For some years, Egypt was under the control of the Persian King, and while other outside forces had ruled Egypt over the years, the Persians seem to have had few friends in Egypt. In fact, Egyptian elements had already mounted revolts, weakening the Kings hold over the country when Alexander the Great arrived at Egypt's border in the Sinai during October of 332 BC. The Egyptians, apparently seeking any relief from the Persian ruler, seem to have almost welcomed Alexander with open arms, so his armies met little resistance. Soon, he arrived with his army in Memphis, where he made an offering to the Apis bull and was crowned king of Egypt. He took as his Egyptian throne name, Setp n Ra Mery Amun.
Alexander's visit to the Western desert Siwa Oasis to consult with the Oracle of Amun, where his kingship was made divine as the son of Amun, is well documented. But apparently, this great warrior who was also one of histories grandest politicians, gained considerable respect in other areas of the Western Desert as well. Some Egyptologists believe that he may very well have traveled through the Bahariya Oasis on the way back to his new capital, Alexandria, on Egypt's northern coast. This oasis prospered considerably during his rule, and counted among its population many Greeks.
The temple of Alexander the Great located in the Bahariya Oasis, about three miles East the old capital of Al-Qasr. the Temple has the distinction of being the Macedonian ruler's only known temple in Egypt. IT was built during Alexander's lifetime and dedicated to Amun and Horus.
Ahmed Fakhry never found the stela of Tuthmose II that he was searching for when he stumbled across the temple in 1938, but this discovery, very near the (then unknown) Valley of the Golden Mummies, most certainly made up for that failure. It was to be Fakhry's last day in the Bahariya Oasis and he was exploring a spring called Ain el-Tabinieh, about three miles west of El Qasr (Bawiti), that had been mentioned by Sir Gardner Wilkinson in 1837. Here, he discovered a mound surrounded by stones that he thought might be a New Kingdom temple.
He recorded the location of the ruins, but with his funds depleted, he was forced to leave the Oasis. He would return in 1942 with enough resources to complete the excavation, and it was not until then that he discovered the true nature of his find from blocks carved with the cartouches of Alexander the Great.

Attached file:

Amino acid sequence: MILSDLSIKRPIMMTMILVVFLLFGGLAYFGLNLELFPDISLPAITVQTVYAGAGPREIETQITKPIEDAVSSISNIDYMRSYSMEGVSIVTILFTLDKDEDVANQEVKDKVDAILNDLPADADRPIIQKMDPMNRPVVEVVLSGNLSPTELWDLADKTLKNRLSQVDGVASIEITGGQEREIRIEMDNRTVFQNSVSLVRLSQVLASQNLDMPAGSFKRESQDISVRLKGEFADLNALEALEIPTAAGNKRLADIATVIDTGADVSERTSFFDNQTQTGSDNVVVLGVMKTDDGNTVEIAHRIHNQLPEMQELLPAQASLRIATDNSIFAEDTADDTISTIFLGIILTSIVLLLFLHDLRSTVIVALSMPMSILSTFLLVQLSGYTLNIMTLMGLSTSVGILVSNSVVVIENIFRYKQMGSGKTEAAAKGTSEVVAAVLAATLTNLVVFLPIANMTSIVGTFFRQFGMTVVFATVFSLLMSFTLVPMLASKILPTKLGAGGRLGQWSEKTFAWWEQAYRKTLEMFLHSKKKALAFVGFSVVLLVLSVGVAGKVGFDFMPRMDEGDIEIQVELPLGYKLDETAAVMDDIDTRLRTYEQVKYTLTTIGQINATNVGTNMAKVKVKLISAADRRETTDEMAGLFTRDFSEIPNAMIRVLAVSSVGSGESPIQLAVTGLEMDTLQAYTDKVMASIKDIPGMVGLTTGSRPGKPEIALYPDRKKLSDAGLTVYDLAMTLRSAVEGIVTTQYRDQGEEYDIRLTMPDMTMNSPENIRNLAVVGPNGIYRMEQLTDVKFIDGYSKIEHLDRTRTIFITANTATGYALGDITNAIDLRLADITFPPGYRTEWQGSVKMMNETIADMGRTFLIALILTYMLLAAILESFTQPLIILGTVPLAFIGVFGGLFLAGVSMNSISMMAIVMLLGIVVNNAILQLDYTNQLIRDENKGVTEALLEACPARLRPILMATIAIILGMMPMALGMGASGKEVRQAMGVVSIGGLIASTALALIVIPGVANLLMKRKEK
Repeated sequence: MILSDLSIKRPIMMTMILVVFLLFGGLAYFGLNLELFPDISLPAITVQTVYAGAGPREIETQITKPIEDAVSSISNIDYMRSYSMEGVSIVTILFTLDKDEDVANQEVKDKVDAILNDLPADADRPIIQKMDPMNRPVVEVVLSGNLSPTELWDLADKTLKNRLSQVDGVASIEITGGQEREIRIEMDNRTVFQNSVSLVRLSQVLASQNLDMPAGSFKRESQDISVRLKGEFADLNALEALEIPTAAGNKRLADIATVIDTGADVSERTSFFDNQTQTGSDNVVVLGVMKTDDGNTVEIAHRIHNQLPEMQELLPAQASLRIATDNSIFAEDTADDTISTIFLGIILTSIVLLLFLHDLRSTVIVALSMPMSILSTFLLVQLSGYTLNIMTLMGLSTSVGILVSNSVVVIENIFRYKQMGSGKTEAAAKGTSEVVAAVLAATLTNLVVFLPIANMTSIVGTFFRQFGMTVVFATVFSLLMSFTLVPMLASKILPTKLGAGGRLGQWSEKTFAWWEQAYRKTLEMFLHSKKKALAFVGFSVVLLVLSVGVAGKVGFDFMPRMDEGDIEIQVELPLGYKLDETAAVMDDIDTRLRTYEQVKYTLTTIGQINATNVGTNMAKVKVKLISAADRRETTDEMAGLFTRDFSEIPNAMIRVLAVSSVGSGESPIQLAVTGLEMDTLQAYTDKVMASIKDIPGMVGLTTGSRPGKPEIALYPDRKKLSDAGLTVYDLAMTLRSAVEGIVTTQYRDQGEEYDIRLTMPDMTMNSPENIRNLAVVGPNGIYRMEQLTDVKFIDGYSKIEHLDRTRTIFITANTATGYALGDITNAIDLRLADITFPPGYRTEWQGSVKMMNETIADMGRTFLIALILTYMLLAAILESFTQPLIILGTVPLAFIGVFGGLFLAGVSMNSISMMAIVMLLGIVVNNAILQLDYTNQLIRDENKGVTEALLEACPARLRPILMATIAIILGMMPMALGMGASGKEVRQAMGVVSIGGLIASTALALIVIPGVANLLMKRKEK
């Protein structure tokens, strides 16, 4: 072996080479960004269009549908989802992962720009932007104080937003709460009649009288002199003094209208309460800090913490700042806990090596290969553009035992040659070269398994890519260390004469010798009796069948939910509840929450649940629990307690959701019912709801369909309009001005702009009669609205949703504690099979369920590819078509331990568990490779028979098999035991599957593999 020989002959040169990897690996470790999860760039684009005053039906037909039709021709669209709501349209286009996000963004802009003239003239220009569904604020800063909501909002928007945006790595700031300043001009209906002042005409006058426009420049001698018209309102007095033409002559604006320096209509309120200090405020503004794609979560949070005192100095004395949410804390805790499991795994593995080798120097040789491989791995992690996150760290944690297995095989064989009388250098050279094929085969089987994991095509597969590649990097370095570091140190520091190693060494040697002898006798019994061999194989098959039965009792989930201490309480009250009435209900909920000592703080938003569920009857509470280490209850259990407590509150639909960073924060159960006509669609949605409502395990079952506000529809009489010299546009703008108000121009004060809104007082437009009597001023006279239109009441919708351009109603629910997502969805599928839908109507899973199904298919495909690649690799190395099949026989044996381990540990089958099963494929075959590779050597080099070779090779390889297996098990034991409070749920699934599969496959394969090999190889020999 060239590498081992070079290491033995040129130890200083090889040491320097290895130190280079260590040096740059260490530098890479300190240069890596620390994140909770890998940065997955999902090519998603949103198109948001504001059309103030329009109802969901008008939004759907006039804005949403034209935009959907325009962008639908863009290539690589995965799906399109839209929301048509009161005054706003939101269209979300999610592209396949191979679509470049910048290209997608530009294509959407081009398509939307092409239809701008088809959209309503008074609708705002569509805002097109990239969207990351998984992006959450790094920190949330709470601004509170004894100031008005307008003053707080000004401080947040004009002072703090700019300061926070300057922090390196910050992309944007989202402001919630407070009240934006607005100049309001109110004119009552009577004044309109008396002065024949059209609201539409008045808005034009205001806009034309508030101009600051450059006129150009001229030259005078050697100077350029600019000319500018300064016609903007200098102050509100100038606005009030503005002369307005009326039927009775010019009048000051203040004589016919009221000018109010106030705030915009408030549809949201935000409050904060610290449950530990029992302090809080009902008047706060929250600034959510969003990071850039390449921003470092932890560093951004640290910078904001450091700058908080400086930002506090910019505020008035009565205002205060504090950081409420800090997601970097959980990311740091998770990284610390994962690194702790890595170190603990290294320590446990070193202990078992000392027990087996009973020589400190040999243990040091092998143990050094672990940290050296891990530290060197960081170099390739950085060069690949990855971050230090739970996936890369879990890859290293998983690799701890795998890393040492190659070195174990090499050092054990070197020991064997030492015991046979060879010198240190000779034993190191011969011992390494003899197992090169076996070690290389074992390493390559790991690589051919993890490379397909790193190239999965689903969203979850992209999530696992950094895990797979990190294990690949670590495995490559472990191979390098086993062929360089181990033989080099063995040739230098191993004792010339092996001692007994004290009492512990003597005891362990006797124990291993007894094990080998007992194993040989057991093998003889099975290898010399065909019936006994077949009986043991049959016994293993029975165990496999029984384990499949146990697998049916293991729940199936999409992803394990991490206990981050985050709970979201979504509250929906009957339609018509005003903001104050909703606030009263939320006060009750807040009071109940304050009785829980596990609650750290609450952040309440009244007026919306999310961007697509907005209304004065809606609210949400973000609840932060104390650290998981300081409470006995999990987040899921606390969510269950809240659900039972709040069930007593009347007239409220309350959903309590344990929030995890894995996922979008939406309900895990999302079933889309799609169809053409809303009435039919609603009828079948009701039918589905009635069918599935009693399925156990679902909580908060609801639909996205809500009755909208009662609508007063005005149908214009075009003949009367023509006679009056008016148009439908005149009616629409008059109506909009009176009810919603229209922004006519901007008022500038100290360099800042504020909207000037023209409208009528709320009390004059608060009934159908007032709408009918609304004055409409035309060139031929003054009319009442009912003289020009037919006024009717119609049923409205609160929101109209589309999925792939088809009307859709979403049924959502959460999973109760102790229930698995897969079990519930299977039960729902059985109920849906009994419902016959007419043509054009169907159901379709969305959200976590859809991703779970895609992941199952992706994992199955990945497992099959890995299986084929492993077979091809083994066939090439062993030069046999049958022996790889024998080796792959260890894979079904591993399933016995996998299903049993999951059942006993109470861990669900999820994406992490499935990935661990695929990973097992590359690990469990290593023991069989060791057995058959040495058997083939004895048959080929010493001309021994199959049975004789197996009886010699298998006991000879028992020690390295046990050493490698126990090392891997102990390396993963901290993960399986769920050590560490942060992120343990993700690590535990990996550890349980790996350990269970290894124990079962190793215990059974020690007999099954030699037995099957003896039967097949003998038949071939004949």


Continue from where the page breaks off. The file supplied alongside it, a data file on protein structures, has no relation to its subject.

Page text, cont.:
Later, from 1993 to 1994, Zahi Hawass, the current chairman of the Egyptian Supreme Council of Antiquities (SCA), re-excavated the site, including several rooms that had never been cleared. Some excavation of the temple appears to be ongoing, though it is now open to the public.
The temple proper is fairly large by any standard, and certainly one of the largest in the Bahariya Oasis, with at least 45 chambers built of mudbrick and encased in sandstone. Located only three hundred yards from the Valley of the Golden Mummies, a necropolis that was probably situated purposefully near the temple, the entrance to the temple was on the south end of the structure, accessed through a gate. Just outside the temple, a red granite altar was discovered. It should be noted that red granite is not found in any of the western oasis, so it must have been carried a great distance to the temple through the vast desert, presumably by donkeys.
Just to the right of the entrance to the temple is a scene that depicts, unfortunately, only the lower half of two individuals facing each other. It is probable that one of these individuals is Alexander the Great, dressed as a traditional Egyptian pharaoh, making offerings to a principle Egyptian deity.
However, on the lower register on the north wall of the second room which was covered by debris, Alexander is revealed. This relief, which retains some of its original colors, depicts Alexander offering two vessels that may contain Bahariya wine as an offering to Horus and Isis. The god, Horus, and the goddess, Isis, both hold a scepter on one hand an the ankh symbol in the other. In the background a priest wearing a long robe stands, holding incense and an unknown tool, and an offering table bearing bread, meat, cucumbers, pomegranates and other fruits, along with vessels for ointments is also displayed.
In another carved relief, Alexander makes an offering of incense to the god, Amun, who is followed by various goddesses, one of which is probably Mut, Amun's consort. In this scene, the governor and high priest of the Oasis stand behind the pharaoh with offerings of incense. Just visible in the depiction is an offering table laden with bread, meat, vegetables, wine and flowers.
Surrounding the temple complex were auxiliary storage rooms and houses that were probably used by guards and priests. There is, on the east side of the temple, a building that was possibly used for administrative purposes. Only two of the buildings chambers were roofed with large limestone blocks, originally inscribed with Greek graffiti which is now lost.
One of perhaps the most interesting artifacts found in the temple complex is a bronze statue of a royal lady who Zahi Hawass believes may have been the wife of Alexander the Great. A small statue of a priest of Re was also discovered in one of the temple corridors. but a number of smaller artifacts were discovered in and about the temple, including Greek, Roman and Coptic pottery shards, painted vases, fragments of bronze statues, Greek amulets, and coins from the 5th and 6th centuries, AD. Some of the pottery discovered with rectangular marks and human figures appear to be of Semitic origin from Asia, while other shards and lamps are from the Coptic Period and later. These discoveries have led Egyptologists to believe that Christians probably inhabited the temple until about the 12th century AD, and some chambers may have been occupied as dwellings into the Middle Ages.